Falk made a choice, Paks the paladin made a choice, to quote the Medieval Baebies “And to cause my deathe for all my service now take my liege, just take it all for Thee. I am bounded to endure.” Paks the paladin candidate didn’t choose, didn’t made a sacrifice, it was thrust on her by people who…

    Clergy molestation comes to mind. People in authority violated her when she was weak. The same way they pressured her to join the fellowship, a little kindness at first and then pushing her away as she became dependent. Well they got what they wanted after she left blood across half the castle. They got the kuakmon infection after violating a young woman’s mind.

    The wisest thing Paks did was choosing to follow the gods directly not the modern marshal general.

    Lady Moon, no need to reply since we’ve already been over this.

  • Comment by pjm — February 14, 2012 @ 11:41 pm


    Something I have wondered is whether a god’s nature changes in response to its/his/her worshippers. The biggest issue is around Simyits, who seems to have changed from the god of justice to the god of luck, favored by thieves. Achrya seems not to have changed, despite Pargunese worship of her as a good goddess.

    There are interesting implications either way.


  • Comment by Rune Ulset Furberg — February 21, 2012 @ 6:41 am


    A little late, but I try anyway.

    Was the fortified cities of Aarenis (Cortes Cilwan, Vonja, Immer and Andres) built before or after the final fall of Old Aare? The People section seems to say one thing (that these societies were set up at least a centure before the fall), but the new History section says they were built after. Is this a contradiction, or should we take it to mean that there were societies at those places before the fall, but the fortifications themselves were not constructed until after?

  • Comment by elizabeth — February 21, 2012 @ 10:18 am


    I think–without writing another ‘historical’ novel set in past time in Paksworld–that settlement of Aarenis by those from Aare did in fact begin at least a century before the approaching downfall of Aare became obvious. Up the Immer valley (at least as far as the first real branching) the advance was peaceful and the settlers didn’t feel the need of fortifications. In the west it was different: the native “Old Humans” provided some resistance, and the early coastal cities there built low walls (at first) to keep out “savages.” Resistance to the slow invasion grew over time as population growth and expansion pressed more on the original inhabitants. The first Aareans in Aarenis were not the upper classes with their immense mage powers, but more ordinary folk whose mage powers impressed the natives but were not up to building stone fortifications rapidly. They had a limited workforce and many were not trained in building, so their protective structures were simpler–ditch and mound, with wood stake fences. When the main mass of refugees arrived, however, there were enough with building experience, and enough with strong magery, to build cities reminiscent of the cities they’d had in Aare.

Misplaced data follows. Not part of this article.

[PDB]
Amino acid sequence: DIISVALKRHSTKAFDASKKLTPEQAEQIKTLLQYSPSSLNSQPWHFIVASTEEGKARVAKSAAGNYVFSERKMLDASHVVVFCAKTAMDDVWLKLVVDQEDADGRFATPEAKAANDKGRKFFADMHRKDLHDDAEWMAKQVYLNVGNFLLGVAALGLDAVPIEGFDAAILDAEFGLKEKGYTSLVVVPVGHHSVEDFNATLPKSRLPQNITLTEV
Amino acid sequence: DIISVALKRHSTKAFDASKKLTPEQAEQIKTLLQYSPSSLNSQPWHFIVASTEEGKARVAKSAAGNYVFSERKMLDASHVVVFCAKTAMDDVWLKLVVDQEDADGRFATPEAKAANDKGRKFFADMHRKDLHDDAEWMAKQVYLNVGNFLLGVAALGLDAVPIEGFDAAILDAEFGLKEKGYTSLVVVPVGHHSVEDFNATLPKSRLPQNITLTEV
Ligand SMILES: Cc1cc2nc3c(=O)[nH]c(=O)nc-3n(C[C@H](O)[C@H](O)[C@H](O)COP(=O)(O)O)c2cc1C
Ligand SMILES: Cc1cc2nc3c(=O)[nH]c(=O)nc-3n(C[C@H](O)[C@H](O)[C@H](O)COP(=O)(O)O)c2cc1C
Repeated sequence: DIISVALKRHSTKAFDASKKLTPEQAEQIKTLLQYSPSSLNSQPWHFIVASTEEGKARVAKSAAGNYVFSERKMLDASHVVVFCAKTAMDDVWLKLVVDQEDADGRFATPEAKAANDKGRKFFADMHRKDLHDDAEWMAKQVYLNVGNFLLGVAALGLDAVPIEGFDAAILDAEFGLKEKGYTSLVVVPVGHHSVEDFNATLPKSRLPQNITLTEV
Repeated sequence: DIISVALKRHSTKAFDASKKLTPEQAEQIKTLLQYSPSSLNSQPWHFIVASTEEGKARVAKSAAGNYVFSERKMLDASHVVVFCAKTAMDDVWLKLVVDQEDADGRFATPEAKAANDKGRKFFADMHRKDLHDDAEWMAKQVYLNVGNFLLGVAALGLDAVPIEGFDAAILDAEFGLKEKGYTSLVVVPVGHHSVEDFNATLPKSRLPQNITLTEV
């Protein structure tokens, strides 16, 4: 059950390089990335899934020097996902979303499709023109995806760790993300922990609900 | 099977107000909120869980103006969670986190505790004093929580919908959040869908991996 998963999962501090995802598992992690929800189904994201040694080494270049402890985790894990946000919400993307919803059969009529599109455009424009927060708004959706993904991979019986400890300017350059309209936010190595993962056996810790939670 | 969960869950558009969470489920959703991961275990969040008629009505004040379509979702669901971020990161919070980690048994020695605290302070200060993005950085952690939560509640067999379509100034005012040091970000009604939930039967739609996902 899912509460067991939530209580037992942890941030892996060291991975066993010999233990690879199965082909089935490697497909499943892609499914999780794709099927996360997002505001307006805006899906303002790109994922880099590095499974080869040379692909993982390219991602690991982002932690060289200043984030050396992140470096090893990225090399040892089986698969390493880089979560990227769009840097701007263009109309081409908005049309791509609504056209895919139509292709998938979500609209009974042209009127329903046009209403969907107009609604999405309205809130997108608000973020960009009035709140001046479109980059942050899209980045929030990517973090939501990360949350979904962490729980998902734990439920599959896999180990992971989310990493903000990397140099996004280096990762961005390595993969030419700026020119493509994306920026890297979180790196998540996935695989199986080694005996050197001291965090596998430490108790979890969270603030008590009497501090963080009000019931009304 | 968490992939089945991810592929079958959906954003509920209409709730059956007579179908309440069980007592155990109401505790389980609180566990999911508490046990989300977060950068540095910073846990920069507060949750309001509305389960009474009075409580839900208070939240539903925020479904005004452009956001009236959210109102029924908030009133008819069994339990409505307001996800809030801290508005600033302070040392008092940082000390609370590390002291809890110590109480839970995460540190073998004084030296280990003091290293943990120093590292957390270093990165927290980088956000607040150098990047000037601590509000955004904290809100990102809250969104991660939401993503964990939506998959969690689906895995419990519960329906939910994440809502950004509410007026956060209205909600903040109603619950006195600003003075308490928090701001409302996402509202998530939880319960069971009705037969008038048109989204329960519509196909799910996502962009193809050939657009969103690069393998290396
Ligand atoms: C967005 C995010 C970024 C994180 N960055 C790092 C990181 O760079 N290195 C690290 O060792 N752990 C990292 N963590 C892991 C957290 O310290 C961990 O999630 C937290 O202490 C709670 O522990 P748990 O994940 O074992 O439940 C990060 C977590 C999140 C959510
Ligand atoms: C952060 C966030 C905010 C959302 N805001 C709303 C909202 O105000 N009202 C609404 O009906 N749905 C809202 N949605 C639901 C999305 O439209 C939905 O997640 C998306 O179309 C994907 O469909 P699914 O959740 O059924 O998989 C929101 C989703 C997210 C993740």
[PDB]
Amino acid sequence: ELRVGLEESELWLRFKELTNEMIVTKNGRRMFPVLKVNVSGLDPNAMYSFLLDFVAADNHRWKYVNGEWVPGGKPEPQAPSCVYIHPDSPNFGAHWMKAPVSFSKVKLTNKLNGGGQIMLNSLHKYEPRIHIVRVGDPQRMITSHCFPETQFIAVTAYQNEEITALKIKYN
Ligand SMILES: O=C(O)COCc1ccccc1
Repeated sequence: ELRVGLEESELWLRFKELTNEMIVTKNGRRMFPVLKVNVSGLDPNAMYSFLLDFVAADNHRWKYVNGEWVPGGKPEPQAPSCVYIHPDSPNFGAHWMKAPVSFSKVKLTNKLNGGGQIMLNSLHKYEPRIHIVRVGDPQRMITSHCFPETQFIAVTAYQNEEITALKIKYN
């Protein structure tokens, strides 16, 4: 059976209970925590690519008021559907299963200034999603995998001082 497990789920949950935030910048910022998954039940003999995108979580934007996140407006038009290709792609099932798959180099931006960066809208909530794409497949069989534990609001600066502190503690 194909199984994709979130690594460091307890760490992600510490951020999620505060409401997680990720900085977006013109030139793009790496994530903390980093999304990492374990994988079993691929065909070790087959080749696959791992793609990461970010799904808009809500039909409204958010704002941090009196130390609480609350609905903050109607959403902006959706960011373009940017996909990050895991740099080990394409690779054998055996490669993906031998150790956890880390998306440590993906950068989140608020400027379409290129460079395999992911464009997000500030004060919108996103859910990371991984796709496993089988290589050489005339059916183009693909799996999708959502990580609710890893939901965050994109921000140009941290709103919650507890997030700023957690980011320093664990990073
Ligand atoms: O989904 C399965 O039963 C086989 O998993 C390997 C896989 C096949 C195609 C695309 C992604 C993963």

• Comment by Rune Ulset Furberg — February 22, 2012 @ 9:28 am


    I would also like to add that I enjoyed the new History section very much. Much of it we might have been able to puzzle together from the clues given in the books fro ourselves (except some of the years given), but it’s nice to have it spelled out, especially for all us fact-finders.
    I also notice that you have shied away from saying anything much about the creation of Lyonya as a kingdom (as opposed to the elves allowing the Old Humans to live there, but a limited intermingling) – I suppose that is because it might be spoilerish for the current books?
    We know the elves prevented the Magelords from conquering Old Humans in Lyonya and that some Old Human customs are upheld there that have been lost other places (the bone house traditions), but we also know that the royal line includes Magelord blood, since the royal magery that Kieri has inherited seems to join elven and human magic. Does this mean that the Magelord and Old Human populations of Lyonya has had a more segregated co-existence? (seeing as the Seneschal are sure that he is of almost all Old Human lineage)

  • Comment by elizabeth — February 22, 2012 @ 9:38 am


    Rune. So glad you like the history page! Yes, too much about Lyonya would be spoilerish, though I will add some more details when the current books (maybe even just Book IV) are done. What really happened is not (as so often) what people think happened, and those who know more (the long-lived Elders) may not want it known. Echoes introduces some of the reality; Book IV reveals some more; I don’t know how relevant more than that will be in Book V until I write it. The way I conceive it, any diverse population has pressures for both segregation and integration, and which dominates in a given location will vary. When dealing with self-aware species, what they think about their ancestry is often wrong (as the newer DNA analyses of large populations is now showing.) So I’m not prepared to say the Seneschal is right…or wrong.

  • Comment by Rune Ulset Furberg — February 22, 2012 @ 11:30 am


    I believe I speak for many of us when I say: that’s very interesting, can’t wait to har more of it! 😀